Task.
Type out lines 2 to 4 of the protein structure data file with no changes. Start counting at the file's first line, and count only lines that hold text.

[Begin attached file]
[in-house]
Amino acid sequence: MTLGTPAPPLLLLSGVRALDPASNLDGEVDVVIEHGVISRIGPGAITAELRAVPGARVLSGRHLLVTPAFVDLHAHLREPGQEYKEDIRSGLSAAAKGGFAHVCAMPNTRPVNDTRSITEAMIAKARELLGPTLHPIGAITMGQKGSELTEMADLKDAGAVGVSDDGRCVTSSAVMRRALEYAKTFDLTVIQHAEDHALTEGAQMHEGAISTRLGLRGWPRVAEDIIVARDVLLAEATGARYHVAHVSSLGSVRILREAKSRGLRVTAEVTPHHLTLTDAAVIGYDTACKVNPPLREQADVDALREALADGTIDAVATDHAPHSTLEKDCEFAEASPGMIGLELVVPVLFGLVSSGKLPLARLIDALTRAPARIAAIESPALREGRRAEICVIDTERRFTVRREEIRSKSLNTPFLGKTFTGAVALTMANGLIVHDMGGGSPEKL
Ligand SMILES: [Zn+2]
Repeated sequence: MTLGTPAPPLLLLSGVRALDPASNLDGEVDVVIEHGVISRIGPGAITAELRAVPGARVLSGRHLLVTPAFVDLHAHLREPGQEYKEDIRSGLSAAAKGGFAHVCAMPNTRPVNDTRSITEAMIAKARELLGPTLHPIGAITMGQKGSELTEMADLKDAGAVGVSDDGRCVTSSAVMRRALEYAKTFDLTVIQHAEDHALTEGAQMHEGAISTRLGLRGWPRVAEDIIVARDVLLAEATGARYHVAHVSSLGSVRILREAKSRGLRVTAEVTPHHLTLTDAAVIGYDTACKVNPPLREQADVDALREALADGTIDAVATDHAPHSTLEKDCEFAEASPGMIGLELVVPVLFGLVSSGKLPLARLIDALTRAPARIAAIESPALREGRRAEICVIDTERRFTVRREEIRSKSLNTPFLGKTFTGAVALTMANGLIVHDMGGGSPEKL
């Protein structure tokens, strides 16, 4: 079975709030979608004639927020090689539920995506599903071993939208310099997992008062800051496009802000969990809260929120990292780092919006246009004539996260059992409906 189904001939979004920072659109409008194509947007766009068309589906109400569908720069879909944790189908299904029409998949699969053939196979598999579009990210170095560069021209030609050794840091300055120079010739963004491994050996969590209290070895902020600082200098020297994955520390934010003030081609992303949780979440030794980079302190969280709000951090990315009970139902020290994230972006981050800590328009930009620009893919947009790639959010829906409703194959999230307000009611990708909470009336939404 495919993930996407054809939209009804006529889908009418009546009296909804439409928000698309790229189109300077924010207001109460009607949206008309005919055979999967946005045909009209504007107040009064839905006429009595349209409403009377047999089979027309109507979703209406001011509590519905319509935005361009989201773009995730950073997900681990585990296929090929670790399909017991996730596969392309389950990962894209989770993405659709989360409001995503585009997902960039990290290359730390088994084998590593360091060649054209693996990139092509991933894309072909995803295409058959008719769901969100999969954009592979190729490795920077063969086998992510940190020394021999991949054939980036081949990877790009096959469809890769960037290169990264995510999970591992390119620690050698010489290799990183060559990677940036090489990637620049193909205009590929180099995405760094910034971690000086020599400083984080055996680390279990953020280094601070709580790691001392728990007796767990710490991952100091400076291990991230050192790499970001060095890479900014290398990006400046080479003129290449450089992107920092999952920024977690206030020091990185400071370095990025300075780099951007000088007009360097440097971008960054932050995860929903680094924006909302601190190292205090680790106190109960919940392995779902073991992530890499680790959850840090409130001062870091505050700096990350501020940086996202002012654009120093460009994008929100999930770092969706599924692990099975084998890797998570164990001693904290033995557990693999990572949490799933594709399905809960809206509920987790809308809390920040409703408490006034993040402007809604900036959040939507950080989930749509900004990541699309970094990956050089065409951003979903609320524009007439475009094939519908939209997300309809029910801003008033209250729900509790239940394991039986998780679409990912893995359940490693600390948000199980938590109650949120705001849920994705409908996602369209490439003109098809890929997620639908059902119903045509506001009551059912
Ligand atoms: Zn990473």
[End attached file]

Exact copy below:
Amino acid sequence: MTLGTPAPPLLLLSGVRALDPASNLDGEVDVVIEHGVISRIGPGAITAELRAVPGARVLSGRHLLVTPAFVDLHAHLREPGQEYKEDIRSGLSAAAKGGFAHVCAMPNTRPVNDTRSITEAMIAKARELLGPTLHPIGAITMGQKGSELTEMADLKDAGAVGVSDDGRCVTSSAVMRRALEYAKTFDLTVIQHAEDHALTEGAQMHEGAISTRLGLRGWPRVAEDIIVARDVLLAEATGARYHVAHVSSLGSVRILREAKSRGLRVTAEVTPHHLTLTDAAVIGYDTACKVNPPLREQADVDALREALADGTIDAVATDHAPHSTLEKDCEFAEASPGMIGLELVVPVLFGLVSSGKLPLARLIDALTRAPARIAAIESPALREGRRAEICVIDTERRFTVRREEIRSKSLNTPFLGKTFTGAVALTMANGLIVHDMGGGSPEKL
Ligand SMILES: [Zn+2]
Repeated sequence: MTLGTPAPPLLLLSGVRALDPASNLDGEVDVVIEHGVISRIGPGAITAELRAVPGARVLSGRHLLVTPAFVDLHAHLREPGQEYKEDIRSGLSAAAKGGFAHVCAMPNTRPVNDTRSITEAMIAKARELLGPTLHPIGAITMGQKGSELTEMADLKDAGAVGVSDDGRCVTSSAVMRRALEYAKTFDLTVIQHAEDHALTEGAQMHEGAISTRLGLRGWPRVAEDIIVARDVLLAEATGARYHVAHVSSLGSVRILREAKSRGLRVTAEVTPHHLTLTDAAVIGYDTACKVNPPLREQADVDALREALADGTIDAVATDHAPHSTLEKDCEFAEASPGMIGLELVVPVLFGLVSSGKLPLARLIDALTRAPARIAAIESPALREGRRAEICVIDTERRFTVRREEIRSKSLNTPFLGKTFTGAVALTMANGLIVHDMGGGSPEKL